In today’s workplace you will often hear the words “It’s not what you know, but who you know.” Normally these words would be applicable to people from small, tight knit communities or individuals seeking to work in industries where name or college recognition holds weight. As our communities grow closer due to globalization and the spread of social media, that old adage is quickly becoming obsolete.
Social media has added a new dynamic to the concept of networking, but the purpose still remains the same and that is to build quality relationships. While college students, particularly Millennials and Gen Z are able to operate the new tools of the trade, many are still hesitant when it comes to face-to-face interaction. The demographics of the modern work force may be shifting with younger more diverse workers entering, but those in leadership may lack the technical skills, particularly in social media operations, and prefer physical interaction. As a college student what are some strategies to help to bridge these gaps?
Think local. A great way to start networking is by connecting with the programs and resources on campus. Many student clubs and organizations offer a wealth of information, training, and sense of belonging. It is a great way to get involved with a community cause while learning to connect and collaborate with others.
Think small. Many college campuses host speed networking sessions. These types of events operate within smaller intimate settings. They allow students to practice their networking while still gaining quality contacts in the community all in a judgment-free environment.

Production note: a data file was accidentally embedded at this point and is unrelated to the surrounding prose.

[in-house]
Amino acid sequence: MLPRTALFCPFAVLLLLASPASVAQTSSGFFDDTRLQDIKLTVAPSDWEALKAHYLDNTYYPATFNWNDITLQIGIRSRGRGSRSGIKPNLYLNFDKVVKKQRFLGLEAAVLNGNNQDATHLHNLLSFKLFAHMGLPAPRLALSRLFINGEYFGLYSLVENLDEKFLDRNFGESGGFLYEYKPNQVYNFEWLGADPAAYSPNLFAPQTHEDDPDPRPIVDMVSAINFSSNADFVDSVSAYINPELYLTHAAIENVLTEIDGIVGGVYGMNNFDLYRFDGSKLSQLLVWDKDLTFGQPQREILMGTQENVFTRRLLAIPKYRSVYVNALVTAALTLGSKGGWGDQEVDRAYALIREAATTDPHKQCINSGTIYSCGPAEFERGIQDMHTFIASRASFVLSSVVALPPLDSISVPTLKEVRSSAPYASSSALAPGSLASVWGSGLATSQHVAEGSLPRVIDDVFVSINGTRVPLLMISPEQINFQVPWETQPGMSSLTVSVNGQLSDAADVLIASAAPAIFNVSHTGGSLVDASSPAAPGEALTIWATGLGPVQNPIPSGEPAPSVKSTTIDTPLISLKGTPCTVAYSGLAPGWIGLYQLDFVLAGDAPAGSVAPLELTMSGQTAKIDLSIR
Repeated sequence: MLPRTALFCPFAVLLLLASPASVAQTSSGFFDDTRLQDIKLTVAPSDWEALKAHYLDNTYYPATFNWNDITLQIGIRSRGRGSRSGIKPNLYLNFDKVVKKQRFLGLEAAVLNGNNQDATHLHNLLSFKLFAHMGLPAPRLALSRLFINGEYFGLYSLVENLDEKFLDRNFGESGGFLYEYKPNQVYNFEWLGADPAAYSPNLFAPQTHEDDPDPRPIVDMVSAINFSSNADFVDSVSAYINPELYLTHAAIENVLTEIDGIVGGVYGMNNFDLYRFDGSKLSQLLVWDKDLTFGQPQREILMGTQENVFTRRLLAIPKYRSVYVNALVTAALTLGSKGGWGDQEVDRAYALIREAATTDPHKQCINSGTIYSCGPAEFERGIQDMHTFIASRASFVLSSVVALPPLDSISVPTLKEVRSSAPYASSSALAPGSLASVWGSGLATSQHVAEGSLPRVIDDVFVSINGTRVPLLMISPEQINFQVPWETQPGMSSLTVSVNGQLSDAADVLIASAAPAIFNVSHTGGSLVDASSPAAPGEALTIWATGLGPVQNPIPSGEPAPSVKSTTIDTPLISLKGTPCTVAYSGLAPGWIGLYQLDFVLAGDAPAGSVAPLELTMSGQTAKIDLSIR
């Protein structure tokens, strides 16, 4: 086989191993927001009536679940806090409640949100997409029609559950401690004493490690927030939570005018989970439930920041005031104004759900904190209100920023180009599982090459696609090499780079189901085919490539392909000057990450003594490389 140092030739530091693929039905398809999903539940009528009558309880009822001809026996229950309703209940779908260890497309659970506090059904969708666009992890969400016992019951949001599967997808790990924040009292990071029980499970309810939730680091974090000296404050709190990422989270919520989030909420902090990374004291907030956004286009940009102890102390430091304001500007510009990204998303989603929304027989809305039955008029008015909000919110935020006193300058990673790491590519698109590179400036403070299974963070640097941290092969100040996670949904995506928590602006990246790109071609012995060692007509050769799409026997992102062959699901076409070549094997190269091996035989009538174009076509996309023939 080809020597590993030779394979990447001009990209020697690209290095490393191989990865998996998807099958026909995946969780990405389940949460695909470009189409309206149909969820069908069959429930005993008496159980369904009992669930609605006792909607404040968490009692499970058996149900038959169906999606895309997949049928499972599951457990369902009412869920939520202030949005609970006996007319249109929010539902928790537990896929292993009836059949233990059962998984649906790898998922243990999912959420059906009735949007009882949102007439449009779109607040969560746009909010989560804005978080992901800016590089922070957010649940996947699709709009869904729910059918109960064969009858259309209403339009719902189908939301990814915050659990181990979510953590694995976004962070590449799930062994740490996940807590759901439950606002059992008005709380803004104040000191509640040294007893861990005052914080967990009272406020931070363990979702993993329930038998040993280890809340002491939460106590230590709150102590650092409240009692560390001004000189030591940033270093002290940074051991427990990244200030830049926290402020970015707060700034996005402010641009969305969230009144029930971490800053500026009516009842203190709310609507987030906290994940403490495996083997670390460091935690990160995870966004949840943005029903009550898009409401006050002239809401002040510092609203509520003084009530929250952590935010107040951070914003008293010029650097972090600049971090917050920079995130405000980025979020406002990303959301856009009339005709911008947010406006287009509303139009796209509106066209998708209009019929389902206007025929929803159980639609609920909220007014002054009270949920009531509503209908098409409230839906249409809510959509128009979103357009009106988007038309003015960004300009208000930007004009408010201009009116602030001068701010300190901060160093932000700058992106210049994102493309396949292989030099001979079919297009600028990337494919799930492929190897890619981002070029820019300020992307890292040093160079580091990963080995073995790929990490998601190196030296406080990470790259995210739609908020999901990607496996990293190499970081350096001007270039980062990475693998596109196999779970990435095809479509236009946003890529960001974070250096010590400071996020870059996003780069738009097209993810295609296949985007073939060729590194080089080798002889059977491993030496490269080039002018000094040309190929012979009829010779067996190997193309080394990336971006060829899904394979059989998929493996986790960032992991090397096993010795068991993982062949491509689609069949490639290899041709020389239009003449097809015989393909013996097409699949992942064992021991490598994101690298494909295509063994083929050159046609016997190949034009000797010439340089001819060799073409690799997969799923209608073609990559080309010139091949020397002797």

Think long term. College is often just a stop in this long journey called life. It can be easy to view human interaction as lacking long -term impact. Students, however, should view networking as a potential long-term commitment. With constantly changing social, economic, and political conditions, maintaining contacts is imperative to employment success.
Think diversity. We live in a world that is rapidly changing due to new technologies. Diverse people bring diverse ideas to the forefront. College students should be ready to move fluidly between the technical and physical tools of networking. Being able to master the many resources available enables a generation that not only embraces diversity, but is also able to leverage it toward positive results.
Networking is possible for anyone, regardless of age or academic level. Networking is not just about creating and building relationships but also maintaining those relationships.
Note: A student-directed version of this article is available to NACE college members for use on their websites.